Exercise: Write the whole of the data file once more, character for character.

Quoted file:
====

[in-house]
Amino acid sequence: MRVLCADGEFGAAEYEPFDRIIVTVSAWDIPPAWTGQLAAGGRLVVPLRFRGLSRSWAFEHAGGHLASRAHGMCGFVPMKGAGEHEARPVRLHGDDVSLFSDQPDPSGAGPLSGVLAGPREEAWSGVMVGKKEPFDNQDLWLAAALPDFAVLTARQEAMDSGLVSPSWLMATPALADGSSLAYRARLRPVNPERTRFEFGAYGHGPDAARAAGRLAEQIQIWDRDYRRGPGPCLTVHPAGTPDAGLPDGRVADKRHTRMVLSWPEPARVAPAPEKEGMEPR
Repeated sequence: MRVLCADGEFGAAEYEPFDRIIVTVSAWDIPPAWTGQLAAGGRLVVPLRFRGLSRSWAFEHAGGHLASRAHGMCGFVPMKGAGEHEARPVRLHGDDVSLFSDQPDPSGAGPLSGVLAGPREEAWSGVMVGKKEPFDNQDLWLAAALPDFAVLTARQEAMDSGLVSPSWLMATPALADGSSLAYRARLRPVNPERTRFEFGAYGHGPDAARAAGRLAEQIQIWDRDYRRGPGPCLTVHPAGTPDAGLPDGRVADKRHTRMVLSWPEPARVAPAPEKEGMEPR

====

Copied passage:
[in-house]
Amino acid sequence: MRVLCADGEFGAAEYEPFDRIIVTVSAWDIPPAWTGQLAAGGRLVVPLRFRGLSRSWAFEHAGGHLASRAHGMCGFVPMKGAGEHEARPVRLHGDDVSLFSDQPDPSGAGPLSGVLAGPREEAWSGVMVGKKEPFDNQDLWLAAALPDFAVLTARQEAMDSGLVSPSWLMATPALADGSSLAYRARLRPVNPERTRFEFGAYGHGPDAARAAGRLAEQIQIWDRDYRRGPGPCLTVHPAGTPDAGLPDGRVADKRHTRMVLSWPEPARVAPAPEKEGMEPR
Repeated sequence: MRVLCADGEFGAAEYEPFDRIIVTVSAWDIPPAWTGQLAAGGRLVVPLRFRGLSRSWAFEHAGGHLASRAHGMCGFVPMKGAGEHEARPVRLHGDDVSLFSDQPDPSGAGPLSGVLAGPREEAWSGVMVGKKEPFDNQDLWLAAALPDFAVLTARQEAMDSGLVSPSWLMATPALADGSSLAYRARLRPVNPERTRFEFGAYGHGPDAARAAGRLAEQIQIWDRDYRRGPGPCLTVHPAGTPDAGLPDGRVADKRHTRMVLSWPEPARVAPAPEKEGMEPR